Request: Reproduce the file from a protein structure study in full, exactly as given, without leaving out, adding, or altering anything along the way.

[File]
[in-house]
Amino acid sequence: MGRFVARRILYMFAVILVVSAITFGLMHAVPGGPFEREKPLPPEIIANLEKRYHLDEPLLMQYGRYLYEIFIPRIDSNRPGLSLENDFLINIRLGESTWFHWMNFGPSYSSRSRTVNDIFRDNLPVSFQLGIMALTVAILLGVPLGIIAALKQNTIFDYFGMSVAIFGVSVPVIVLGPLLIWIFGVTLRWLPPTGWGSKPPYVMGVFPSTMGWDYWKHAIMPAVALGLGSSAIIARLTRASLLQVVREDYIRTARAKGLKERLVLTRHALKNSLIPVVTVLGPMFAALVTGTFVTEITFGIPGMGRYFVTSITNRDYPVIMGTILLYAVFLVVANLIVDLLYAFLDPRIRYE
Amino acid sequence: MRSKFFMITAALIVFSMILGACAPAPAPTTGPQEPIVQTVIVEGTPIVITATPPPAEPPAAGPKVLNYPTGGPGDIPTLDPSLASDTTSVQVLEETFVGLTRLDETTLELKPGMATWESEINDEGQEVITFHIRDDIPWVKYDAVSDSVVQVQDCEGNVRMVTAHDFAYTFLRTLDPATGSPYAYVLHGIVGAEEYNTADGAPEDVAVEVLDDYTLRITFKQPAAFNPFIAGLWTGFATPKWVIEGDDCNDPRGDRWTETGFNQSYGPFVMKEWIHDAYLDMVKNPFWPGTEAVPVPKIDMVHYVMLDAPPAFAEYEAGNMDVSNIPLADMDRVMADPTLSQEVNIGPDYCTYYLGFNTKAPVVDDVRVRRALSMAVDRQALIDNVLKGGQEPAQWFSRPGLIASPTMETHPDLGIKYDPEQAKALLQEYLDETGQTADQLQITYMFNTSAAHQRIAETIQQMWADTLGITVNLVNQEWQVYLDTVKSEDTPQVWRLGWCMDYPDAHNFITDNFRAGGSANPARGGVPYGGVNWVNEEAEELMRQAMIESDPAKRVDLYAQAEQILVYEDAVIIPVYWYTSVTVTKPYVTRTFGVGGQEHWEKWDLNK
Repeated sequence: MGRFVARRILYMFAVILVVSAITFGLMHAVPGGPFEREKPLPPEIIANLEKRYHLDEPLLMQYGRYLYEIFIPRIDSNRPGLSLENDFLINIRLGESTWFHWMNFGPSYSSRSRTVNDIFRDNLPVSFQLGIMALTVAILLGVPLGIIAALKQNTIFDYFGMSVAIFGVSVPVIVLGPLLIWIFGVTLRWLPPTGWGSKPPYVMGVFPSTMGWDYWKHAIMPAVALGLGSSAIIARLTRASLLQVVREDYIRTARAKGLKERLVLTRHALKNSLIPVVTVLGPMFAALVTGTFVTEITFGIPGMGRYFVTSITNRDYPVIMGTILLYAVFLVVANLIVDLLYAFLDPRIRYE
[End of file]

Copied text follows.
[in-house]
Amino acid sequence: MGRFVARRILYMFAVILVVSAITFGLMHAVPGGPFEREKPLPPEIIANLEKRYHLDEPLLMQYGRYLYEIFIPRIDSNRPGLSLENDFLINIRLGESTWFHWMNFGPSYSSRSRTVNDIFRDNLPVSFQLGIMALTVAILLGVPLGIIAALKQNTIFDYFGMSVAIFGVSVPVIVLGPLLIWIFGVTLRWLPPTGWGSKPPYVMGVFPSTMGWDYWKHAIMPAVALGLGSSAIIARLTRASLLQVVREDYIRTARAKGLKERLVLTRHALKNSLIPVVTVLGPMFAALVTGTFVTEITFGIPGMGRYFVTSITNRDYPVIMGTILLYAVFLVVANLIVDLLYAFLDPRIRYE
Amino acid sequence: MRSKFFMITAALIVFSMILGACAPAPAPTTGPQEPIVQTVIVEGTPIVITATPPPAEPPAAGPKVLNYPTGGPGDIPTLDPSLASDTTSVQVLEETFVGLTRLDETTLELKPGMATWESEINDEGQEVITFHIRDDIPWVKYDAVSDSVVQVQDCEGNVRMVTAHDFAYTFLRTLDPATGSPYAYVLHGIVGAEEYNTADGAPEDVAVEVLDDYTLRITFKQPAAFNPFIAGLWTGFATPKWVIEGDDCNDPRGDRWTETGFNQSYGPFVMKEWIHDAYLDMVKNPFWPGTEAVPVPKIDMVHYVMLDAPPAFAEYEAGNMDVSNIPLADMDRVMADPTLSQEVNIGPDYCTYYLGFNTKAPVVDDVRVRRALSMAVDRQALIDNVLKGGQEPAQWFSRPGLIASPTMETHPDLGIKYDPEQAKALLQEYLDETGQTADQLQITYMFNTSAAHQRIAETIQQMWADTLGITVNLVNQEWQVYLDTVKSEDTPQVWRLGWCMDYPDAHNFITDNFRAGGSANPARGGVPYGGVNWVNEEAEELMRQAMIESDPAKRVDLYAQAEQILVYEDAVIIPVYWYTSVTVTKPYVTRTFGVGGQEHWEKWDLNK
Repeated sequence: MGRFVARRILYMFAVILVVSAITFGLMHAVPGGPFEREKPLPPEIIANLEKRYHLDEPLLMQYGRYLYEIFIPRIDSNRPGLSLENDFLINIRLGESTWFHWMNFGPSYSSRSRTVNDIFRDNLPVSFQLGIMALTVAILLGVPLGIIAALKQNTIFDYFGMSVAIFGVSVPVIVLGPLLIWIFGVTLRWLPPTGWGSKPPYVMGVFPSTMGWDYWKHAIMPAVALGLGSSAIIARLTRASLLQVVREDYIRTARAKGLKERLVLTRHALKNSLIPVVTVLGPMFAALVTGTFVTEITFGIPGMGRYFVTSITNRDYPVIMGTILLYAVFLVVANLIVDLLYAFLDPRIRYE